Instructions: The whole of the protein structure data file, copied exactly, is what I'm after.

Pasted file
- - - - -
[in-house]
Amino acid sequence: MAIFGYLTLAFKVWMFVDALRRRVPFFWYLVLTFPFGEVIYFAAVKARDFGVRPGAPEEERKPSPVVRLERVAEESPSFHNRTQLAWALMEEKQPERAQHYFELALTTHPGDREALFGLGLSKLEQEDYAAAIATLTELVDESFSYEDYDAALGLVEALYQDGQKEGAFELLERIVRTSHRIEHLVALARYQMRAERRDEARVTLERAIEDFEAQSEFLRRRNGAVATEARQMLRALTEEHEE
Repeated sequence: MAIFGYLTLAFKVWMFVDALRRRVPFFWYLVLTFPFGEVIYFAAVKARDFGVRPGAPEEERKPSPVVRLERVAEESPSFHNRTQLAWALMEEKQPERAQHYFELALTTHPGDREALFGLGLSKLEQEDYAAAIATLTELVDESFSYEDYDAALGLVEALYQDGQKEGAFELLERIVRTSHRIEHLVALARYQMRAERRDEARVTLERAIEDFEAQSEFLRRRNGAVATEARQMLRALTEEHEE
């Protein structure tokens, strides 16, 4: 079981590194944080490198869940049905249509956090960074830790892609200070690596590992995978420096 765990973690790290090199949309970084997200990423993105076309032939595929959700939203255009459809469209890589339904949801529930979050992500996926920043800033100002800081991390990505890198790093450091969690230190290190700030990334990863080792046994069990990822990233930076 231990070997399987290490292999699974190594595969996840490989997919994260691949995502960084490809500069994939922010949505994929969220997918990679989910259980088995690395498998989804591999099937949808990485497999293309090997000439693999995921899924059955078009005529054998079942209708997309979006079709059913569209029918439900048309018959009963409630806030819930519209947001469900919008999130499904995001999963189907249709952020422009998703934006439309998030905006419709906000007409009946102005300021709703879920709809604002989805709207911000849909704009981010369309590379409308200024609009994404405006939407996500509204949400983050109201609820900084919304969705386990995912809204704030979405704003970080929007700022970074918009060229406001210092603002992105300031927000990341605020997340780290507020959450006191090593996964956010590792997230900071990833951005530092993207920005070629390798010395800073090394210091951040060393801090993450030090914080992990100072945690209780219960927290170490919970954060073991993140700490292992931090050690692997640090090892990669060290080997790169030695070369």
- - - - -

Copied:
[in-house]
Amino acid sequence: MAIFGYLTLAFKVWMFVDALRRRVPFFWYLVLTFPFGEVIYFAAVKARDFGVRPGAPEEERKPSPVVRLERVAEESPSFHNRTQLAWALMEEKQPERAQHYFELALTTHPGDREALFGLGLSKLEQEDYAAAIATLTELVDESFSYEDYDAALGLVEALYQDGQKEGAFELLERIVRTSHRIEHLVALARYQMRAERRDEARVTLERAIEDFEAQSEFLRRRNGAVATEARQMLRALTEEHEE
Repeated sequence: MAIFGYLTLAFKVWMFVDALRRRVPFFWYLVLTFPFGEVIYFAAVKARDFGVRPGAPEEERKPSPVVRLERVAEESPSFHNRTQLAWALMEEKQPERAQHYFELALTTHPGDREALFGLGLSKLEQEDYAAAIATLTELVDESFSYEDYDAALGLVEALYQDGQKEGAFELLERIVRTSHRIEHLVALARYQMRAERRDEARVTLERAIEDFEAQSEFLRRRNGAVATEARQMLRALTEEHEE
């Protein structure tokens, strides 16, 4: 079981590194944080490198869940049905249509956090960074830790892609200070690596590992995978420096 765990973690790290090199949309970084997200990423993105076309032939595929959700939203255009459809469209890589339904949801529930979050992500996926920043800033100002800081991390990505890198790093450091969690230190290190700030990334990863080792046994069990990822990233930076 231990070997399987290490292999699974190594595969996840490989997919994260691949995502960084490809500069994939922010949505994929969220997918990679989910259980088995690395498998989804591999099937949808990485497999293309090997000439693999995921899924059955078009005529054998079942209708997309979006079709059913569209029918439900048309018959009963409630806030819930519209947001469900919008999130499904995001999963189907249709952020422009998703934006439309998030905006419709906000007409009946102005300021709703879920709809604002989805709207911000849909704009981010369309590379409308200024609009994404405006939407996500509204949400983050109201609820900084919304969705386990995912809204704030979405704003970080929007700022970074918009060229406001210092603002992105300031927000990341605020997340780290507020959450006191090593996964956010590792997230900071990833951005530092993207920005070629390798010395800073090394210091951040060393801090993450030090914080992990100072945690209780219960927290170490919970954060073991993140700490292992931090050690692997640090090892990669060290080997790169030695070369």